At one point, the child at the center of the film, who is heading down from the mountain village for the first time, asks his elder brother, a painter and monk, what he is drawing. “A tree”, he replies. The boy asks if he has ever seen one, and his brother, who has lived in the monastery since he was eight, replies, “no, but my master taught me how to draw it.”

That’s the kind of world they live in, and it is not the least of this movie’s accomplishments to afford us a rare, spectacular look into it.

Oh, and while I’m at it, Manohla Dargis can suck my nuts.  That bitch wouldn’t know a good movie if it bit her in the ass.

That one post

Wednesday, February 14th, 2007

Category: Pets and Animals

I was at Whole Foods earlier, buying dinner for tonight and lunch for tomorrow, on account of I decided I’m going to eat healthy for a while, and they had this blueberry cornbread. I bought it. I mean, cornbread with blueberries in? I never even heard of such a thing.

I just finished watching Rome. The whole series. It’s wholly worthy. It was co-created by John Milius, the he-man behind he-man flicks such as Conan the Barbarian and Red Dawn, and the coiner of such lines as “make my day,” “do you feel lucky,” and “I love the smell of napalm in the morning.” It couldn’t help but be good. It’s all stylish sex and violence, which is fitting, because the Romans were very much about sex and violence. And slavery. There’s rather a lot here of historical interest, as well, and the performances, largely by British actors, as this is a co-production with the BBC, are pitch-perfect. I don’t understand why it was so widely panned.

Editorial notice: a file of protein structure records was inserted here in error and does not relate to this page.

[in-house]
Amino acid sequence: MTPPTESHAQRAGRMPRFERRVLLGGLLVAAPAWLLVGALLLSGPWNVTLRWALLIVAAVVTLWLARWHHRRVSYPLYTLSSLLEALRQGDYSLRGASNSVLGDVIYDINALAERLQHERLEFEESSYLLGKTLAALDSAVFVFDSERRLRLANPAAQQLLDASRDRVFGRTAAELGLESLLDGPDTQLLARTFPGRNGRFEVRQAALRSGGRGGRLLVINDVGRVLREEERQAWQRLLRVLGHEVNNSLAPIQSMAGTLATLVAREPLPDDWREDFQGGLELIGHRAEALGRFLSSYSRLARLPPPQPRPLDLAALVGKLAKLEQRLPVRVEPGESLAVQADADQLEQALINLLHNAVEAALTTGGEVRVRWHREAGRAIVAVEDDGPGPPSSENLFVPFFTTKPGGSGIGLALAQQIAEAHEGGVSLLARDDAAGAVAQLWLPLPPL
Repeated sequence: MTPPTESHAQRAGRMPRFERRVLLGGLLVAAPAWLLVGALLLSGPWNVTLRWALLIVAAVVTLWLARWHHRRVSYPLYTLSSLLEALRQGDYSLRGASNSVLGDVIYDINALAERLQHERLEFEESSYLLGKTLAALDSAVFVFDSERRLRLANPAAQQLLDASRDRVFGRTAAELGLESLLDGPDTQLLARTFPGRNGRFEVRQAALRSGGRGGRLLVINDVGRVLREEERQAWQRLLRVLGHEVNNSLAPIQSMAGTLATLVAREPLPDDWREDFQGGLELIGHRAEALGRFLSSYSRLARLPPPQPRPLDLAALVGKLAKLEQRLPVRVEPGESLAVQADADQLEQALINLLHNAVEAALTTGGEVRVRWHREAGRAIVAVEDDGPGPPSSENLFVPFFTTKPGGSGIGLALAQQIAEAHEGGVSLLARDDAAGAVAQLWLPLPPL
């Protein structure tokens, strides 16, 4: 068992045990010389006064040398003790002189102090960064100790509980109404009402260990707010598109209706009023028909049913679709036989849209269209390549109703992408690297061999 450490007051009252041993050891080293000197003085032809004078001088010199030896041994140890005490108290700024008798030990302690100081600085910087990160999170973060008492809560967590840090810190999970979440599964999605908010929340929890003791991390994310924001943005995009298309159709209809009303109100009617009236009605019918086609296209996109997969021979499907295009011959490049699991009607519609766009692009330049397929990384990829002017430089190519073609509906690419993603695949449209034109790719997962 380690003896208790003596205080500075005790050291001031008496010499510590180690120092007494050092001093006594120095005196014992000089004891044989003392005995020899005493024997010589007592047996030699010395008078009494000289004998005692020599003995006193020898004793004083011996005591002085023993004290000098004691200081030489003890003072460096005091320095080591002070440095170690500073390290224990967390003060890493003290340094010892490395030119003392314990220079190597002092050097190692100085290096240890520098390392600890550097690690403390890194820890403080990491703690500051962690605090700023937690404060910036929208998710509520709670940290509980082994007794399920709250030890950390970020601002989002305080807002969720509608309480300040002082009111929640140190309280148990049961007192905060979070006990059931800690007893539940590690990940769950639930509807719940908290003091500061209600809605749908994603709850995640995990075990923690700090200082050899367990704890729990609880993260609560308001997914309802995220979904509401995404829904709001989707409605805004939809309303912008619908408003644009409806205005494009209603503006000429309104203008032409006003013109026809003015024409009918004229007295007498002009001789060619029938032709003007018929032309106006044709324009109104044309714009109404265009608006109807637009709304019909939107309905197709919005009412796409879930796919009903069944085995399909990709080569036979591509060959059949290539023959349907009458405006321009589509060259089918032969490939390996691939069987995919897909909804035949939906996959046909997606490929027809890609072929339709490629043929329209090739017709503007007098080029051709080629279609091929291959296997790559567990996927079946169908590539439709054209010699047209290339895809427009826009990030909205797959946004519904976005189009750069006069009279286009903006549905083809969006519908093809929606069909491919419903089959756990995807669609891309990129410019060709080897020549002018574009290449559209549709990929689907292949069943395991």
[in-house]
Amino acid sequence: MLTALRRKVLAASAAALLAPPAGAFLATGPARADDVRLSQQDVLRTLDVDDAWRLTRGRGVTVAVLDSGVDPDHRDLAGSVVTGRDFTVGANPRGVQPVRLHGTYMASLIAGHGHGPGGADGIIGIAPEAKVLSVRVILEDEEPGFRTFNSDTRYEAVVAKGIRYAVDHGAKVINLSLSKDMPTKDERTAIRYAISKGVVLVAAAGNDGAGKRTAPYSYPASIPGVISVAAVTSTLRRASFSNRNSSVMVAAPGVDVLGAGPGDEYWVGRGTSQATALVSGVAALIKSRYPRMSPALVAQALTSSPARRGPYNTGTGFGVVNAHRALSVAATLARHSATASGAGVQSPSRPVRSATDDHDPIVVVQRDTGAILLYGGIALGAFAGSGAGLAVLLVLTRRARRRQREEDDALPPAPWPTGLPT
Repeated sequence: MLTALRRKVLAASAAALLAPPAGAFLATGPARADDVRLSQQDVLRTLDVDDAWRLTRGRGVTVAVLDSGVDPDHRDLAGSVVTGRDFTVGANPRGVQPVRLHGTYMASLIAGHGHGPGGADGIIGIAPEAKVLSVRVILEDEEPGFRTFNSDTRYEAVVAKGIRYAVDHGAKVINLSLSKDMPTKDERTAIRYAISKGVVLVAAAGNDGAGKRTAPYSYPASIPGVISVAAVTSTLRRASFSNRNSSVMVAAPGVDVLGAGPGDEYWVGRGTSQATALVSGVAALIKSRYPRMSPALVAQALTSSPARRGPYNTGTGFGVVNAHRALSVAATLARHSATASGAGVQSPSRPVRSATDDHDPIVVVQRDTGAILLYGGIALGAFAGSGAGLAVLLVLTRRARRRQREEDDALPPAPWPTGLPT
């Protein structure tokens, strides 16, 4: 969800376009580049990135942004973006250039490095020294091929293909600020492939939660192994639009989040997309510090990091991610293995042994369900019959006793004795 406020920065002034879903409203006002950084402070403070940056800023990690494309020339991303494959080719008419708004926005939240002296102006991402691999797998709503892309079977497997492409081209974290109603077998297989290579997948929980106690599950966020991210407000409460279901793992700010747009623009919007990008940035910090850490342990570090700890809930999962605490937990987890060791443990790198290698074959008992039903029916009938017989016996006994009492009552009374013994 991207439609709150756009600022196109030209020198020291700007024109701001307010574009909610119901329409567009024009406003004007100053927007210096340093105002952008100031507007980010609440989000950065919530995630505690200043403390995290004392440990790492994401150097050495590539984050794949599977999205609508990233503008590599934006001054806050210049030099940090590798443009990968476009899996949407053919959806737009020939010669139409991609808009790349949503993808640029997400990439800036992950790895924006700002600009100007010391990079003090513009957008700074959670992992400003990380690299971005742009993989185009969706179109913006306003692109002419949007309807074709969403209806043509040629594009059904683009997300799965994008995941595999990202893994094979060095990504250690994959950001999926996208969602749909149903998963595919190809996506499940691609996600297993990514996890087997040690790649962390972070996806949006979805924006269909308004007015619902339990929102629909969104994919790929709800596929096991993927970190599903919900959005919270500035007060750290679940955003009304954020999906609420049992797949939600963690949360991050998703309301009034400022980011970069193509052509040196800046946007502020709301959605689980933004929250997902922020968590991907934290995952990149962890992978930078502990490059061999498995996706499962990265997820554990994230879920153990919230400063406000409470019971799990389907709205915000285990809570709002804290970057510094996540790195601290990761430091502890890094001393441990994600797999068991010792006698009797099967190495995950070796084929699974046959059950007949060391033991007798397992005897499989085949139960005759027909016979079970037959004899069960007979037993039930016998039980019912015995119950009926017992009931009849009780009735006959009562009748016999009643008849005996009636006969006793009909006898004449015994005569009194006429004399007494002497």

Work has been hella hectic lately. I rolled in at 9:45 today, ate a ten-minute lunch at my desk, and went back to work until 7:30. And it was firefighting the whole way.

I watched Jesus Camp last night. I don’t understand why everybody calls it all even-handed when it’s so clearly polemical. Still and all, though, it’s scary. These people? Scary. There’s this bit with Ted Haggard that is, in light of recent events, fucking hilarious. He comes off as kind of gay in it. It’s a decent documentary. If it’s Oscar-worthy, however, then it must have been a slow year for documentaries.

If you use Firefox (and you should), there’s this plugin you can get so that you can just hold down Alt and click on a word, and it’ll take you to the definition. I find it handy. I think I’m going to do a post that’s just about Firefox plugins.

If you read the Times, and you run Windows, you want to look into The Times Reader. It fits stories nicely on your page, in a multi-column layout (very nice for widescreen monitors) and has a good range of text sizes. It lets you print stories out 3-column style, which is very nice. It’s become my regular lunch time reading companion.

Fuck Valentine’s day.